By Emilie Lewis

Women’s History Month is not as old as you might think. Beginning in 1981 as Women’s History Week, the time dedicated to the celebration of women’s achievements has since been expanded. Now, during the month of March, Columbia College highlights the accomplishments of women throughout history as well as drawing attention to the discussion of gender and the way people interact with the world.

Titled “Explore. Express. Expand.” this year’s series of events spanned the entire month and included discussions, films, lectures and art. Headed by Dr. Tonia Compton, associate professor of history, the college’s celebration was enjoyed by all who participated. Compton works with a dedicated committee of students, faculty and staff who meet throughout the year to plan and organize the events.

“We’ve been planning the CC women’s history month events since 2010,” Compton said. “I gathered some friends from the faculty and we decided to plan an entire month’s worth of events.”

And the events continue to grow.

But for Compton, it’s not just about remembering the great women of history, it’s about those we see every day.

“I prefer the stories of ordinary, everyday women whose names may never show up in a history book,” Compton said. “Women’s History Month is so important because it creates a time where we can focus on not only women’s contributions, but on current issues that impact women’s lives.”

The goal of each year’s theme is to encourage conversation and raise awareness, and the events surrounding the theme never fail to disappoint. This year’s celebration started off with a screening of the film Boys Don’t Cry (1999), a look into the real life story of Brandon Teena, who identifies as transgender but tries to hide it while living in a rural Nebraska town. Film is often a starting point for discussion, which leads into the keynote speaker, who follows a few days later.

Throughout the years, Compton has always been most excited for the key note lecturer. This year TED talk speaker iO Tillett Wright, an activist, artist, speaker and actor, presented in Launer Auditorium focusing on the idea of “normalcy” and expanding people’s understanding of the concept.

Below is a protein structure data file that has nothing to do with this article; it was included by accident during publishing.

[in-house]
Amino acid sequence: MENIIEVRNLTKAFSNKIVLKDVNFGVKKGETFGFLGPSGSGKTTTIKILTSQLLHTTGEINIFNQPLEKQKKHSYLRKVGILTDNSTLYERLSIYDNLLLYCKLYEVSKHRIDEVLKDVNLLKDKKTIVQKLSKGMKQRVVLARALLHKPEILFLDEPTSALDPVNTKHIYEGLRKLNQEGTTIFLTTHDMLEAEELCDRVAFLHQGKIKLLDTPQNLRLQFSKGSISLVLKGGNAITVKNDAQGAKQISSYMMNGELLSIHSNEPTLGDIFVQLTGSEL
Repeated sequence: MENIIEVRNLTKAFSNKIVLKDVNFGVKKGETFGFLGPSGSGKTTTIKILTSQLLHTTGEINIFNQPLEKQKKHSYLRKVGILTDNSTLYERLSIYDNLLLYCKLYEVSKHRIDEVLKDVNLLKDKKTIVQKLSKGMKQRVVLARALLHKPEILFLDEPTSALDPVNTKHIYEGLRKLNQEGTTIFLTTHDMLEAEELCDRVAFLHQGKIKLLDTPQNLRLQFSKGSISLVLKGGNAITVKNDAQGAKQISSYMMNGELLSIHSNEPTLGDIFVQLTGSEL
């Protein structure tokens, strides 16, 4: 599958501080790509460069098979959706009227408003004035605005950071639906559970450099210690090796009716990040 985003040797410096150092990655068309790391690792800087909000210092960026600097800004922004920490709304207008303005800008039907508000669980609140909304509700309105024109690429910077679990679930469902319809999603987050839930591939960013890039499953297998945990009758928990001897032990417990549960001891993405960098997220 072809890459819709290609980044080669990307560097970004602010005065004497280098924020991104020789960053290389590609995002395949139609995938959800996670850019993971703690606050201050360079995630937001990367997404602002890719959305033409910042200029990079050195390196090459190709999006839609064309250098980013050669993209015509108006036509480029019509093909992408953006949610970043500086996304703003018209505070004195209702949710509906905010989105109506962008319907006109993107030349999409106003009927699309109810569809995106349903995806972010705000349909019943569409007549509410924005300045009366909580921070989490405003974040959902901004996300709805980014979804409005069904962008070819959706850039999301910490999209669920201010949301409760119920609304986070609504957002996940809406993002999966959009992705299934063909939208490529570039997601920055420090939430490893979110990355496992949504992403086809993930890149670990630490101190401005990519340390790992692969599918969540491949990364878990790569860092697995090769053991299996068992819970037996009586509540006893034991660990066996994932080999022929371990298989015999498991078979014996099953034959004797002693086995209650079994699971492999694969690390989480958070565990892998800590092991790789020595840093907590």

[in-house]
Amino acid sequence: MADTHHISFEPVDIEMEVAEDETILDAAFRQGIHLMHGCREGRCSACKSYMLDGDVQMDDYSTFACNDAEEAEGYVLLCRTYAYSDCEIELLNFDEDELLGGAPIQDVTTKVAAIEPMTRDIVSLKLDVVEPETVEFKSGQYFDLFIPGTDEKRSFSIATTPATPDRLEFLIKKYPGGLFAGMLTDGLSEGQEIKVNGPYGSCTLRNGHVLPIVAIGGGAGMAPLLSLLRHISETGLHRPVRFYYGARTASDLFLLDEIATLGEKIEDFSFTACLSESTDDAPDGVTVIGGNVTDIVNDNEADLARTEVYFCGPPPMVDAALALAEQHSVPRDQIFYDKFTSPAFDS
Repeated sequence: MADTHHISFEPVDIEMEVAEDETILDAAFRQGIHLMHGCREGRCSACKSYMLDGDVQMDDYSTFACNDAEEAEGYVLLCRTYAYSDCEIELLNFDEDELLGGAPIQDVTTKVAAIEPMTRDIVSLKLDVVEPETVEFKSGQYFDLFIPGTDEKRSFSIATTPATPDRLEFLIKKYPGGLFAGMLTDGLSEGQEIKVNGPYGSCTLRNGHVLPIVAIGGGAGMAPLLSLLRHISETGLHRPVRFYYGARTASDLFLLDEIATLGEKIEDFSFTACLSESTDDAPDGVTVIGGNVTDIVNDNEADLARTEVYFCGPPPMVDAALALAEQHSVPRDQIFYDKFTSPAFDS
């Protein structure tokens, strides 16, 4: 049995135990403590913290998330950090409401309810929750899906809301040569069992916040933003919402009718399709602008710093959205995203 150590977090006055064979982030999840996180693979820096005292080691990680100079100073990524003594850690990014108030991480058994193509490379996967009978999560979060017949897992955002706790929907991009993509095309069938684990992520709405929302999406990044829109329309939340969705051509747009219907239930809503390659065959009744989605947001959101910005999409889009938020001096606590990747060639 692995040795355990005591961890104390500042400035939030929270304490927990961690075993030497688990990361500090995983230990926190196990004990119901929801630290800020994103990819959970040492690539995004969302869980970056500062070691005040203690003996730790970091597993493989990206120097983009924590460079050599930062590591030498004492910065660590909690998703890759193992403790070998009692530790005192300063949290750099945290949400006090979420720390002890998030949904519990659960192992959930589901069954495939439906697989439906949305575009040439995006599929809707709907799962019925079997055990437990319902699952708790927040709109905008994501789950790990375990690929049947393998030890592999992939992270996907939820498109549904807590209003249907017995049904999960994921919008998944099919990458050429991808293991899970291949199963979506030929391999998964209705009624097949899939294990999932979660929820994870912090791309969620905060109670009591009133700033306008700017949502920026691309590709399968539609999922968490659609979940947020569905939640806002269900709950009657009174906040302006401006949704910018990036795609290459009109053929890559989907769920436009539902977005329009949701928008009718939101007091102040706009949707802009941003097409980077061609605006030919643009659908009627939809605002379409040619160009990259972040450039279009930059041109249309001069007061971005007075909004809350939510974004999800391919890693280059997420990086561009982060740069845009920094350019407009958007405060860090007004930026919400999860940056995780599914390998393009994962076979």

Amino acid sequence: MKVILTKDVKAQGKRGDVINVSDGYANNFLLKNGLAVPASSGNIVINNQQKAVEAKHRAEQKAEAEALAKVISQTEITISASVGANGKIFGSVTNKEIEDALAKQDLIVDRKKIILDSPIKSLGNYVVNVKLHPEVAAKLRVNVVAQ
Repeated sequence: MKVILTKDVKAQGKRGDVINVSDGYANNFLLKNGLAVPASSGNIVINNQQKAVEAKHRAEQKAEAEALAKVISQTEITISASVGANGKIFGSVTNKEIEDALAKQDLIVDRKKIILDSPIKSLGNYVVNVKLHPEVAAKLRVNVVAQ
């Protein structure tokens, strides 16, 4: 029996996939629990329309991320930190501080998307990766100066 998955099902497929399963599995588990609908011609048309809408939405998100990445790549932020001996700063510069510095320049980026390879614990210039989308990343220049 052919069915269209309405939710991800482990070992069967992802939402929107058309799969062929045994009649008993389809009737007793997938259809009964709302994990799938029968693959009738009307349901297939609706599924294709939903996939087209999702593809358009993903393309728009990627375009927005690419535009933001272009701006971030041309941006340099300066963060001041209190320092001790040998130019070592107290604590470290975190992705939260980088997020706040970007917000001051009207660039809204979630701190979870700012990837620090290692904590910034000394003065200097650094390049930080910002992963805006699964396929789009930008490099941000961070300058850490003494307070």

The keynote lecture is “a chance for our students to meet and learn from world renowned speakers from diverse backgrounds,” Compton said. “Every year I hear stories from our students about how much they have learned or been impacted by the speakers.”

And students’ new knowledge is often discussed at the Philosophy Club-hosted Gender and Identity discussion. Over a free Chipotle lunch, students take part in an open discussion of gender and association, exploring where ideas of gender come from and how these ideas shape the world around us.

WHM_Finale

The finale for the month was the Creativity in Community Extravaganza in Dorsey Gym, featuring comedian HartBeat along with local artists.

The finale for the month was the Creativity in Community Extravaganza in Dorsey Gym, featuring comedian HartBeat along with local artists. Bringing together the campus community and the greater Columbia, Missouri, community, creativity and expression were explored together. Students and community members snapped photos, played games and enjoyed free food.

As the events drew to a close, Compton pointed out that history celebrates the most outstanding, extraordinary women who are remembered for rescuing paintings, fighting for the right to vote or speaking out for women’s education.

However, it is also the women “who assist armies in wars, raise children to be the next generation of leaders, protest injustices in their communities, volunteer their time to good causes and figured out ways to make a meal out of Ramen noodles,” that are part of women’s history, Compton said.

“These women are the backbone of women’s history because they have been there at every event in every time period, and their stories are our stories,” Compton said.

A month of celebrating outstanding women has finished, but it’s the quiet, everyday advances for women and feminism that will light the way toward next year’s events and the next generation’s history books.